On Sunday February 21, everybody in the lecture hall at the Institute of Jamaica was on a high, I’m sure. And there was not a spliff in sight. It was the third in the Reggae / Black History Month ‘Grounation’ series on Don Drummond, hosted by The Jamaica Music Museum. The final session was on February 28, ‘Don Cosmic: Mad With the Madness of a Great Maestro’, featuring Dr Earl McKenzie, Dr Clinton Hutton and Prof Fred Hickling.
Grounation is a word coined by Rastafari to describe a ritual of reasoning. Philosophical conversation, music and dance are all essential elements of the Grounation. And, of course, the holy herb! It’s a gathering that is grounded in African traditions celebrating word, sound and power.
Four brilliant trombonists spoke about Don Drummond’s music and performed their interpretations of his work: Steve Turre of Saturday Night Live fame; jazz master Delfeayo Marsalis; youthful Andre Murchison, the current trombonist with the Skatalites; and our own Romeo Gray.
It was sublime. Or as the young people say, awesome! These days, the word ‘awesome’ has been watered down. In the 16th century, it meant “profoundly reverential”. Now, it’s American slang for just about anything, no matter how ordinary.
That Grounation was truly awesome. It felt like church. You know that moment of transcendence when you forget about everyday reality and enter an elevated space of pure spirituality. So I’m getting carried away. That is exactly what it felt like. Possessed by the spirit!
I overheard one of my breathless friends telling Herbie Miller, director-curator of the museum, that he didn’t need to do anything else after that programme. I knew what she meant. It’s the kind of thing you say when you’re high. But I couldn’t agree with her at all. There is so much more that needs to be done to make the Jamaica Museum Music what it ought to be.
HIGH-PROFILE SETTING FOR REGGAE
Next year, a major exhibition on Jamaican music will open in Paris. It’s called ‘Jamaica, Jamaica! Innovations and Inventions of Reggae Music’. The exhibition venue is the brand-new Paris Philharmonic, which opened in January 2015. The first concert was a performance of Gabriel Faure’s Requiem by the Paris Orchestra, in honour of the victims of the Charlie Hebdo massacre.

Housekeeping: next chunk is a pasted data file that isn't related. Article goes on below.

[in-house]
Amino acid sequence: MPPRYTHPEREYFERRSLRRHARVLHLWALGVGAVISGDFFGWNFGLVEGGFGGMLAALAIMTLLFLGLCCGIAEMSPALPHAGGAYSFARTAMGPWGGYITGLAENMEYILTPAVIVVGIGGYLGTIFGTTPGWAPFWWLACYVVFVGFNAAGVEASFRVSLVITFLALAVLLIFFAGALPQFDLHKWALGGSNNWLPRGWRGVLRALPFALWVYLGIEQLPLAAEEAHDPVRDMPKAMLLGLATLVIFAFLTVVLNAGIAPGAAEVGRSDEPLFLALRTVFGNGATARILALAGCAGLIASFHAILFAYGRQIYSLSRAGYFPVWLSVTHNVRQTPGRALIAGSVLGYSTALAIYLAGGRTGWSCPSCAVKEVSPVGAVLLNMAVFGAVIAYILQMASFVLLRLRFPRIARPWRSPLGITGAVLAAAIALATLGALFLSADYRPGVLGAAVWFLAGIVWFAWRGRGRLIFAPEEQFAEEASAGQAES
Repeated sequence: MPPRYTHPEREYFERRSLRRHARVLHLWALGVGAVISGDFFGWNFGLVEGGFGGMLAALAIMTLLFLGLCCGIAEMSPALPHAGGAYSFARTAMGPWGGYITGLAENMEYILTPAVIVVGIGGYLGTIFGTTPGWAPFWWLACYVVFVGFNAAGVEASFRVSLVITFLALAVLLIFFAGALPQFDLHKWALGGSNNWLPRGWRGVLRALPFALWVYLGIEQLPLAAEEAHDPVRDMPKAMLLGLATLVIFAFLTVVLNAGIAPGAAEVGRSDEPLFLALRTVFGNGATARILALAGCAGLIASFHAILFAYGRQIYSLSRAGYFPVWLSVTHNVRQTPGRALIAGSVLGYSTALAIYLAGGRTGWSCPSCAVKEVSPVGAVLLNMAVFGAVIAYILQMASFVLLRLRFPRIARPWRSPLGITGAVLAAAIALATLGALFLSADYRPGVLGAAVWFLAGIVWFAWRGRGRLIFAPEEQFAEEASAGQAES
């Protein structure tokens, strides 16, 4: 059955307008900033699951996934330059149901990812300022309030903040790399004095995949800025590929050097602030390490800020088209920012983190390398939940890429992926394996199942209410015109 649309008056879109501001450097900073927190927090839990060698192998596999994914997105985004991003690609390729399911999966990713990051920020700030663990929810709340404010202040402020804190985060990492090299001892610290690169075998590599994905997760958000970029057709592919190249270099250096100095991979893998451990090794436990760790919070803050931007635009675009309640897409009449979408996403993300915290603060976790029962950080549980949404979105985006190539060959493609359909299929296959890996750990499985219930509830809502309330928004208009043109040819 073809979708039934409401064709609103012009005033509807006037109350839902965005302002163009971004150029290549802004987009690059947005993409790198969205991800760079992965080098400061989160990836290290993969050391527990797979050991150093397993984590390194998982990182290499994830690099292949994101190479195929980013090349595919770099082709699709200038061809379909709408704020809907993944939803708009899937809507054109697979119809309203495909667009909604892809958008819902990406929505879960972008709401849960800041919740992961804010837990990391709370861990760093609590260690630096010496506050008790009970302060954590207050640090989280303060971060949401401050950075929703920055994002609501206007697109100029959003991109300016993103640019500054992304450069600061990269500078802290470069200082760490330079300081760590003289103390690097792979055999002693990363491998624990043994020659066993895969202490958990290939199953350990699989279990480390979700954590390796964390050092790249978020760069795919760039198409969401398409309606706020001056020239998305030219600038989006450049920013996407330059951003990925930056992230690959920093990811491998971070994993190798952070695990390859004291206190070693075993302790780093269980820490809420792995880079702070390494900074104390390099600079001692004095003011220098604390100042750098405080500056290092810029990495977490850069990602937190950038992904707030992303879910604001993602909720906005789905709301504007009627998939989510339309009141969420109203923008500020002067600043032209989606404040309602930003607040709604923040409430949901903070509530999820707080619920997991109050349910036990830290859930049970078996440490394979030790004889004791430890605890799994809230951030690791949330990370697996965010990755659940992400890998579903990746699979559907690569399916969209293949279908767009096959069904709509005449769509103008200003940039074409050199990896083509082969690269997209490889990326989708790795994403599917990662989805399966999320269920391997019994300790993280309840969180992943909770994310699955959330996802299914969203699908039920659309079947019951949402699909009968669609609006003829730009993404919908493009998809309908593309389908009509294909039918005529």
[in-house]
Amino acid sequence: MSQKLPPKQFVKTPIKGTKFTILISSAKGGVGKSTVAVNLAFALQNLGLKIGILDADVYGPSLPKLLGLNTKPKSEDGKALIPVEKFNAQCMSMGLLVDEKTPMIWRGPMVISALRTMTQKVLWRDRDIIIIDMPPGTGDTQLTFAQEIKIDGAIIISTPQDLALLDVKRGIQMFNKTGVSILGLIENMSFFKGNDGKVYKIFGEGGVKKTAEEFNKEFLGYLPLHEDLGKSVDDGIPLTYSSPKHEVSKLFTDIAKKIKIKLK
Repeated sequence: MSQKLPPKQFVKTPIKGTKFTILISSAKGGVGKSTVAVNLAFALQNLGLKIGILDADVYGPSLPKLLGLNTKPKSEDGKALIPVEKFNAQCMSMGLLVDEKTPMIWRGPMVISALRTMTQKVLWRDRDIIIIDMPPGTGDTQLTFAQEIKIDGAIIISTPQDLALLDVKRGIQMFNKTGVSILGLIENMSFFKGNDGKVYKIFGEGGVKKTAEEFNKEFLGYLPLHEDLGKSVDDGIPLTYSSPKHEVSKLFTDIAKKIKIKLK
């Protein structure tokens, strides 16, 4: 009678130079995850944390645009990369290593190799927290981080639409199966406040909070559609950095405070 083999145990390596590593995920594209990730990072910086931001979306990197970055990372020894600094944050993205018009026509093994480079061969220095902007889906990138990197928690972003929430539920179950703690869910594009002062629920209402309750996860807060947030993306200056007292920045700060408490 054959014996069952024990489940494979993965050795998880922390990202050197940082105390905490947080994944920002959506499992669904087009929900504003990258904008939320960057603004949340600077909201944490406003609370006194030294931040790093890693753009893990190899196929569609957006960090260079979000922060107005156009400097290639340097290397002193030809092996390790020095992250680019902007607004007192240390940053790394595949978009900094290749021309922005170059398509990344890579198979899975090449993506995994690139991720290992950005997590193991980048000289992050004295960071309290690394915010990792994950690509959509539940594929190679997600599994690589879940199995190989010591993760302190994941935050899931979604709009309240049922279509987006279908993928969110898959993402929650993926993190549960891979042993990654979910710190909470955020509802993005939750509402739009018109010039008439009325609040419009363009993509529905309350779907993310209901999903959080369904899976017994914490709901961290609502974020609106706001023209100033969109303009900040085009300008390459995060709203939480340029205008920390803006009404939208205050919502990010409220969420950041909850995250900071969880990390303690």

The 2,400-seat concert hall is part of a magnificent cultural complex known as the City of Music. It includes the Music Museum, which houses a collection of about 4,400 musical instruments, some dating from the 16th century. And there’s a temporary exhibition space. This is the high-profile setting for ‘Jamaica, Jamaica!’
The curator is the visionary Sebastien Carayol, a French journalist and documentary director. This is how he describes the project: “Before anything, this exhibition is a musical exhibition – where the Jamaican music’s journey is used as a starting point and an Ariane’s thread of sorts to broach on the political, social, economic, religious and philosophical history of the island.
“Few other musical genres have generated so many of their own different, on many levels: Jamaica has been at the avant-garde in music (the offbeat rhythm), graphic and visual arts, as well as fashion. Hence the deliberate call in the exhibition to a vast array of non-photographic visuals, memorabilia, illustrations, paintings – all the way to conceptual artworks inspired indirectly by this culture.”
Ariane’s thread is a reference to Greek mythology. Ariane is the French spelling of the name of the Greek princess Ariadne. She fell in love with Theseus and gave him a ball of string to guide him out of the maze in which he was trapped. So, for Carayol, reggae music is the thread that connects all the elements of Jamaica’s complex culture.
WE JUST SALT
Carayol has been collecting artefacts for the exhibition from all over the world. Not surprisingly, Jamaica’s musical heritage is scattered across the globe. We just didn’t take the music seriously so we no longer own our heritage. And we certainly don’t have the money to buy it all back. Now that others have recognised its value, we just salt.
What is even worse is this. Suppose we were to ask Sebastien Carayol to bring his exhibition to Kingston after Paris and he agreed. Where would we put it? So we don’t have a Philharmonie de Paris. That building cost approximately €386 million! But we certainly couldn’t take the exhibition to our makeshift museum space on Water Lane.
We need a state-of-the-art music museum in downtown Kingston that’s worthy of our UNESCO designation as a Creative City of Music. I suppose we could go and beg the Chinese for the building. But what would we give them in exchange? Cockpit Country? Dunn’s River Falls? The Goat Islands? All of the above?
We must remember the warning of Marcus Garvey: “The Negro who lives on the patronage of philanthropists is the most dangerous member of our society, because he is willing to turn back the clock of progress when his benefactors ask him so to do.”
We can’t depend on philanthropists for our music museum. We have to start building for ourselves. It’s a daunting task. But we can’t fold our hands and wait. We have a new Government that has promised to take us from poverty to prosperity. If only it was as easy as a campaign slogan!